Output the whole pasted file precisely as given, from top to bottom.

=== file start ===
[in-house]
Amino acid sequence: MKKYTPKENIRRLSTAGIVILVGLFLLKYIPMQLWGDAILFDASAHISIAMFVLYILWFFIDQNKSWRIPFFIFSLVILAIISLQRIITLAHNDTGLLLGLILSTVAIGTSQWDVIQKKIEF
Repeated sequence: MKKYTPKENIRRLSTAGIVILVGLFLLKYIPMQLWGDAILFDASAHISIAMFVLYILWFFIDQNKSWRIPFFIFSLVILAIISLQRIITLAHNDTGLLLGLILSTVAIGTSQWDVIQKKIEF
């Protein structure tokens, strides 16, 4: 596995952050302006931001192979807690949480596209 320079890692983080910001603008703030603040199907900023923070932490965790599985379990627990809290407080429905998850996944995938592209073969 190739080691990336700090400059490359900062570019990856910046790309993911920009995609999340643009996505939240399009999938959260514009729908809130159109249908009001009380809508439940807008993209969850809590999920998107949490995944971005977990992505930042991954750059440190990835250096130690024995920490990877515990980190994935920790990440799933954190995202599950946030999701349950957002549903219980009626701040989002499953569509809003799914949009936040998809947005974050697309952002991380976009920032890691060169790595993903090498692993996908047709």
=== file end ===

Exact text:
[in-house]
Amino acid sequence: MKKYTPKENIRRLSTAGIVILVGLFLLKYIPMQLWGDAILFDASAHISIAMFVLYILWFFIDQNKSWRIPFFIFSLVILAIISLQRIITLAHNDTGLLLGLILSTVAIGTSQWDVIQKKIEF
Repeated sequence: MKKYTPKENIRRLSTAGIVILVGLFLLKYIPMQLWGDAILFDASAHISIAMFVLYILWFFIDQNKSWRIPFFIFSLVILAIISLQRIITLAHNDTGLLLGLILSTVAIGTSQWDVIQKKIEF
């Protein structure tokens, strides 16, 4: 596995952050302006931001192979807690949480596209 320079890692983080910001603008703030603040199907900023923070932490965790599985379990627990809290407080429905998850996944995938592209073969 190739080691990336700090400059490359900062570019990856910046790309993911920009995609999340643009996505939240399009999938959260514009729908809130159109249908009001009380809508439940807008993209969850809590999920998107949490995944971005977990992505930042991954750059440190990835250096130690024995920490990877515990980190994935920790990440799933954190995202599950946030999701349950957002549903219980009626701040989002499953569509809003799914949009936040998809947005974050697309952002991380976009920032890691060169790595993903090498692993996908047709």